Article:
Frameworks and Binding
Dynamic binding of Mach-O libraries brings a considerable power and flexibility to OS X. Through dynamic binding, frameworks can be updated transparently without requiring applications to relink to them. At runtime, a single copy of the library’s code is shared among all the processes using it, thus reducing memory usage and improving system performance.
Dynamic Shared Libraries
The executable code in a framework bundle is a dynamically linked, shared library—or, simply, a dynamic shared library. This is a library whose code can be shared by multiple concurrently running programs.
Dynamic shared libraries bring several benefits. One benefit is that they enable memory to be used more efficiently. Instead of programs retaining a copy of the code in memory, all programs share the same copy. Dynamic shared libraries also make it easier for developers to fix bugs in library code. Because the library is linked dynamically, the new library can be installed without rebuilding programs that rely on it.
Dynamic shared libraries have characteristics that set them apart from static linked shared libraries. For static linked shared libraries, the symbols in the library are checked at link time to make sure they exist. If they don’t exist, link errors occur. With dynamic shared libraries, the binding of undefined symbols is delayed until the execution of the program. More importantly the dynamic link editor resolves each undefined symbol only when the symbol is referenced by the program. If a symbol is not referenced, it is not bound to the program.
The ability to bind symbols at runtime is made possible by the internal structure of Mach-O dynamic shared libraries. The object-code modules that make up the library are built to retain their individual boundaries; that is, the code from the source modules is not merged into a single module. At runtime, the dynamic link editor automatically loads and links modules only as they are needed. In other words, a module is linked only when a program references a symbol in that module. If the symbols in a particular module are not referenced, the module is not linked.
Figure 1 illustrates this “lazy linking” behavior. In this example, module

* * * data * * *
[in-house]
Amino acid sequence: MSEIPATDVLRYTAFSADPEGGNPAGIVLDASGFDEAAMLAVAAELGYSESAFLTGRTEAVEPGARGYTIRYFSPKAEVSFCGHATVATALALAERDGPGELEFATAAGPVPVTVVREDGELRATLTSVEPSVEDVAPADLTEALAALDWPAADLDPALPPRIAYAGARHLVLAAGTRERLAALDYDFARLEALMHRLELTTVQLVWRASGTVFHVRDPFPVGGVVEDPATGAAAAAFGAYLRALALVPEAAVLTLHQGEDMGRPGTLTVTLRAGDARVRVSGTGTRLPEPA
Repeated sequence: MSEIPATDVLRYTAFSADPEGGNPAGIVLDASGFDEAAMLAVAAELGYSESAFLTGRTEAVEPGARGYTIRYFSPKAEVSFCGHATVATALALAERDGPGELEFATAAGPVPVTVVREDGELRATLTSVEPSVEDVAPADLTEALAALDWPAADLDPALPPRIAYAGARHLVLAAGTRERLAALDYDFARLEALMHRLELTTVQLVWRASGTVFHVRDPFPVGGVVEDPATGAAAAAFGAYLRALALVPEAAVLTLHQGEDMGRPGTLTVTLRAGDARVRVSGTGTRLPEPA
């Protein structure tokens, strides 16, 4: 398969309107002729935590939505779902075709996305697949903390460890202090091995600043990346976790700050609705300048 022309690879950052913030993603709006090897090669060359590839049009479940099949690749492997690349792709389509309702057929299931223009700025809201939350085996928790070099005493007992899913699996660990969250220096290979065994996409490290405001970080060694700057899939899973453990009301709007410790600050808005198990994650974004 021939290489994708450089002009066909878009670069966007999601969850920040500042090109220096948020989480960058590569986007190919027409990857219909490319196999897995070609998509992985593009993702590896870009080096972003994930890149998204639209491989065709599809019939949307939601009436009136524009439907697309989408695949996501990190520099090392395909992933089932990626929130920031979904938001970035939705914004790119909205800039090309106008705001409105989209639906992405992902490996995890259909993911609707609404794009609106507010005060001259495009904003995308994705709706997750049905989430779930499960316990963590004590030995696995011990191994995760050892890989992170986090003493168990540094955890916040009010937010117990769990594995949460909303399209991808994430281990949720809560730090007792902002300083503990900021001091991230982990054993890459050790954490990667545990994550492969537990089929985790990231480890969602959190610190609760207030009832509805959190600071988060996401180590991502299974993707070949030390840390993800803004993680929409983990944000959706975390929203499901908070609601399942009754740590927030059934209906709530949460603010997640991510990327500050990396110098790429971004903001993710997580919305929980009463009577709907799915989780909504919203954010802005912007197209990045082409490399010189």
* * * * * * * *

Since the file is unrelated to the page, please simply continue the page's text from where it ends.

a.o is linked in the program’s
main routine when library function
a is called. Module
b.o is linked when library function
b in program function
doThat is called. Module
c.o is never linked because its function is never called.
Organizing Your Framework Code
As a framework developer, you should design your dynamic shared library with this as-needed linking of separate modules in mind. Because the dynamic link editor always attempts to bind unresolved symbols within the same module before going on to other modules and other libraries, you should ensure that interdependent code is put in its own module. For example, custom allocation and deallocation routines should go in the same module. This technique prevents the wrong symbol definitions from being used. This problem can occur when definitions of a symbol exist in more than one dynamic shared library and those other symbol definitions override the correct one.
When you create a framework, you must ensure that each symbol is defined only once in a library. In addition, “common” symbols are not allowed in the library; you must use a single true definition and precede all other definitions with the
extern keyword in C code.
When you build a program, linking it against a dynamic shared library, the installation path of the library is recorded in the program. For the system frameworks supplied by Apple, the path is absolute. For third-party frameworks, the path is relative to the application package that contains the framework. This capture of the library path improves launching performance for the program. Instead of having to search the file system, the dynamic link editor goes directly to the dynamic shared library and links it into the program. This means, obviously, that for a program to run, any required library must be installed where the recorded path indicates it can be found, or it must be installed in one of the standard fallback locations for frameworks and libraries. See “Installing Your Framework” for more information.
Clients of dynamic shared libraries do not need to be aware of any dependencies required by the library. When a dynamic shared library is built, the static linker stores information about any dependent libraries inside the dynamic shared library executable. At runtime, the dynamic link editor reads this information and uses it to load the dependent libraries as needed.
Another important piece of information stored for each dependent library is the required version. Frameworks and dynamic shared libraries have version information associated with them. At runtime, the stored version information is compared against the actual version of the available library. If the available library is too old, the dynamic link editor may terminate the program to prevent undesirable behavior. For more information on library versioning, see “Framework Versions.”
Standalone Dynamic Shared Libraries
In addition to creating frameworks, you can create standalone dynamic shared libraries. By convention, stand-alone dynamic shared libraries have a
.dylib extension and are typically installed in
/usr/lib. The library file contains all the code and resources needed by the library.
Creating standalone dynamic shared libraries is an uncommon approach for most developers. In most cases, frameworks are a preferred approach. The bundle structure of frameworks makes it possible to include complex resource types such as nib files, images, and localized strings.
Frameworks and Prebinding
Prior to OS X v10.3.4, OS X used a feature called prebinding to eliminate the load-time delays incurred by executables linked to dynamic libraries. Prebinding involved the precalculation of symbol addresses in each framework and library on the system. The goal of this precalculation was to avoid address-space conflicts among the libraries and frameworks. Such conflicts incurred tremendous performance penalties at load-time and would noticeably slow down the launch time of an application.